Chapter 1He Excited Them
As I carefully made my way across the rocks that littered the shore of the Sea of Galilee, I marveled at being in the actual place where so many people's lives, and careers, were changed by the presence of a single man. I tried to imagine what must have coursed through Peter's mind when he looked up at the figure that was silhouetted on the shore, and heard the words "Drop your nets, and follow me." History records that Peter did just that. As did the woman at the well and the woman who was given her life back when the stone-carrying mob dropped their accusations against her and let her go free. Jesus had an incredible ability to excite people-causing them to take their lives and minds and hearts in totally new directions.
What was it that allowed Jesus to excite people so much? Was it pure charisma–the promise of adventure–the presence of God? Certainly it was all three of those, and more.
In this part we will explore some of the things Jesus did to excite his team. For example, he offered them a clear path to advancement, which in that culture was very limited, or even nonexistent. He turned work into cause, elevated the dialogue, and wisely used the power of presentation. He taught his team the importance of systems thinking, and how to run a "family" business. He turned criticism into collaboration and showed them the SQM Method: Simplify, Quantify, and Multiply. Most of all, he embodied the mission of which he spoke.
Jesus brought fire into these people's lives. Those who had once sat in great darkness suddenly saw a great light.
He excited them.
He Turned Work into CauseI must work the works of him that sent me.
As Jesus was walking by the Sea of Galilee, he saw two brothers, Simon who was called Peter, and Andrew his brother, casting a net into the sea, for they were fishermen. And he said to them, 'Follow me, and I will make you fishers of men.' Immediately they left their nets and followed him" (Matthew 4:17-20). And then he put his arms around them and began to show them the Big Picture, one day at a time.
Study after study now confirms that people function better in their specific tasks when they know the big picture of which they are a part. A recent survey presented in the book Values Shift: The New Work Ethic and What It Means for Business
, by John B. Izzo, Ph.D., and Pam Withers (Fairwinds Press, 2001), reveals that 91 percent of staff workers at every level would like to know details of the budgets of their organizations, even though their paycheck may be only a very small part.
One of the main reasons people underperform in their jobs is that they don't know "why" they are doing them in the first place.
To understand why this knowledge is so important, consider an example from the human body. Science continues to reveal the higher intelligence at work in our bodies. For example, red blood cells do the same thing in the body forever, but they never tire of their work. The red blood cell's job is to take oxygen to other cells in the body and exchange it for carbon dioxide. In this nonstop activity the red blood cell is not depleted but in fact nourished by its "job."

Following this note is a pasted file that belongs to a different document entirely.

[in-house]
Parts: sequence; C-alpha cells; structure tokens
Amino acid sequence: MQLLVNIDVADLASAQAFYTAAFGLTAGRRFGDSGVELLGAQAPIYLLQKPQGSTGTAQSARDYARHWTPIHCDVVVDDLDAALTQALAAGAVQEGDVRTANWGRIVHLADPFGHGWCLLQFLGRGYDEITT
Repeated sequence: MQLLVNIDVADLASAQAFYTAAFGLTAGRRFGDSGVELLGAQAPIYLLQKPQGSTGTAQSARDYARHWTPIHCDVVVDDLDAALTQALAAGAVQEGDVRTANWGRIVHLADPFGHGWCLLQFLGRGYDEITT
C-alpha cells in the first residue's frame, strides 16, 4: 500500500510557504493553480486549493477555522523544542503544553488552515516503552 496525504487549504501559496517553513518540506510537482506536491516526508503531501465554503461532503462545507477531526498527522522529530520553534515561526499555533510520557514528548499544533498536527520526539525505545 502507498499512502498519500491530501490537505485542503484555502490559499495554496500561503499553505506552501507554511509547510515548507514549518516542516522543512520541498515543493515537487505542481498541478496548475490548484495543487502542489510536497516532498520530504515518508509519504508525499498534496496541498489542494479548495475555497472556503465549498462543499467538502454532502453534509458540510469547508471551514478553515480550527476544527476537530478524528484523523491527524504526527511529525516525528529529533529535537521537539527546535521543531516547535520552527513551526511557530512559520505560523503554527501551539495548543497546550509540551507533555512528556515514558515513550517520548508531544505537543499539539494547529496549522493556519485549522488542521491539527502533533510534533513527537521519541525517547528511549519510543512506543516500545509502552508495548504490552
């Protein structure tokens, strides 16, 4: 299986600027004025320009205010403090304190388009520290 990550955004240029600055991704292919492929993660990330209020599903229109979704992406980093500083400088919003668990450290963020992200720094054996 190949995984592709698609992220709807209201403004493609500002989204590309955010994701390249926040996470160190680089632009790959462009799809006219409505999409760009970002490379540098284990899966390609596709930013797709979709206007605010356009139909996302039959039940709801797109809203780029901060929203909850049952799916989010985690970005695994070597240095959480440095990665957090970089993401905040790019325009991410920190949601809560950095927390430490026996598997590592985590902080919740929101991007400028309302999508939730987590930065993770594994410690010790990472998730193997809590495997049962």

Scientists now know that the red blood cell contains within it the complete DNA code for the entire body. In other words, it carries a map of the whole body in its structure even as it continues to carry out a single, specific, highly specialized task. Some scientists theorize that perhaps because the red blood cell "knows" the function of the whole, it can be content in its "micro" task, and perform it without exhaustion.
In fact, every cell in the body contains the DNA code or "map" of the whole. Could it be that God already knew what management theorists are just now discovering-that even the least part of the body performs best when it "knows" the map of the whole?
If you have ever had the privilege of encountering an enthusiastic janitor or a humming cook or a singing maid, you have probably met the equivalent of a red blood cell that does not tire of its task because it knows its energy exchange is vital to the organization as a whole.
The number three reason people now stay in their jobs, again according to John Izzo, is that the mission of the organization engages and excites them. People also leave their jobs because the mission of the organization doesn't excite or engage them.
Perhaps as we move into a society that is literally linked by the dynamic exchange of intelligence, we experience a greater need to know the "macro" plans of our organizations so we can be fully engaged in our "micro" tasks. This represents a huge shift from the isolated feudalism or smokestack industrialism that preceded us.
Leaders who believe that they can threaten red blood cells into doing their jobs are asking for trouble up ahead. The famous basketball coach Pat Riley says, "You don't have to yell at someone who wants the same thing that you do."
Teambuilders inspire people to look up. Jesus did this with Simon Peter and his brother Andrew, as well as with all his other disciples and followers. By revealing the Bigger Picture, he turned work into cause.
1.Does your team understand the "DNA code" of the entire organization?
2.Have you shared it with them, or do you think it's a secret between you and God?
3.Why would one part of an organization need to know how another part functions?
Help me share with my "cell mates" all that I know of your master plan for us . . . so that they too can work with ease and nourishment and joy.
He Taught Community
. . . that they may be one, even as we are.
Jesus sought to build community through expanded thinking. His earnest desire, reflecting his Father's desire, was that no seat at the banquet table should be empty-that anyone who was hungry for the team benefits of right standing with God would be fed.
When Jesus gave a blessing to the Samaritan woman at the well, he was opening the door of commerce and exchange with a group that had been previously "off limits." After she had her initial meeting with him, she ran back into the village and brought along her friends-multiplying the effect of Jesus' words. When he praised the faith of the Roman centurion who sought healing for his servant and required only that Jesus use his word to heal him, Jesus was opening up awareness that God's blessing and favor could exist outside the social construct of strict Judaism. He gave the example of a king throwing a banquet and inviting his family, only to have his family decline because they were too busy to come. So the king angrily opened up the party to anyone who was hungry. He did this because he wanted the table to be full of happy partygoers, rather than empty with self-righteous, self-involved people. When Jesus was giving his final prayer to God right before his death, recorded in John 17, he asked "that they may be one, even as we are."